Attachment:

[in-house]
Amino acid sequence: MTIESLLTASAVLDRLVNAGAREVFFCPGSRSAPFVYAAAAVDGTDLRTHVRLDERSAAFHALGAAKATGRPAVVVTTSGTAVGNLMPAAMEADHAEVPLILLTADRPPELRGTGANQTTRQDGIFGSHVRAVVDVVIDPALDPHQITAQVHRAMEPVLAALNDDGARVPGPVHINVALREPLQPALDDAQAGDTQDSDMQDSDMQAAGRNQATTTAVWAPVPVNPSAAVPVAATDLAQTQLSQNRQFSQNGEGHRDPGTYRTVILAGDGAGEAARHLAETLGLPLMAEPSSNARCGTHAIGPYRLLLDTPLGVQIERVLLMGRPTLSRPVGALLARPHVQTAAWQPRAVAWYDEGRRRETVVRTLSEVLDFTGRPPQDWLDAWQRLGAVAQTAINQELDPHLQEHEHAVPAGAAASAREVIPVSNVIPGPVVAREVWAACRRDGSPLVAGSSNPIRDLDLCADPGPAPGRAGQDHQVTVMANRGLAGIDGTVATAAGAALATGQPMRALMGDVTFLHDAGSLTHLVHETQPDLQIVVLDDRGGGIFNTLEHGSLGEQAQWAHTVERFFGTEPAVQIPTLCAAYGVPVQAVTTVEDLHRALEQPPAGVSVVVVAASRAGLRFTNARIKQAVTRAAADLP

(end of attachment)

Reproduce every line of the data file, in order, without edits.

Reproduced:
[in-house]
Amino acid sequence: MTIESLLTASAVLDRLVNAGAREVFFCPGSRSAPFVYAAAAVDGTDLRTHVRLDERSAAFHALGAAKATGRPAVVVTTSGTAVGNLMPAAMEADHAEVPLILLTADRPPELRGTGANQTTRQDGIFGSHVRAVVDVVIDPALDPHQITAQVHRAMEPVLAALNDDGARVPGPVHINVALREPLQPALDDAQAGDTQDSDMQDSDMQAAGRNQATTTAVWAPVPVNPSAAVPVAATDLAQTQLSQNRQFSQNGEGHRDPGTYRTVILAGDGAGEAARHLAETLGLPLMAEPSSNARCGTHAIGPYRLLLDTPLGVQIERVLLMGRPTLSRPVGALLARPHVQTAAWQPRAVAWYDEGRRRETVVRTLSEVLDFTGRPPQDWLDAWQRLGAVAQTAINQELDPHLQEHEHAVPAGAAASAREVIPVSNVIPGPVVAREVWAACRRDGSPLVAGSSNPIRDLDLCADPGPAPGRAGQDHQVTVMANRGLAGIDGTVATAAGAALATGQPMRALMGDVTFLHDAGSLTHLVHETQPDLQIVVLDDRGGGIFNTLEHGSLGEQAQWAHTVERFFGTEPAVQIPTLCAAYGVPVQAVTTVEDLHRALEQPPAGVSVVVVAASRAGLRFTNARIKQAVTRAAADLP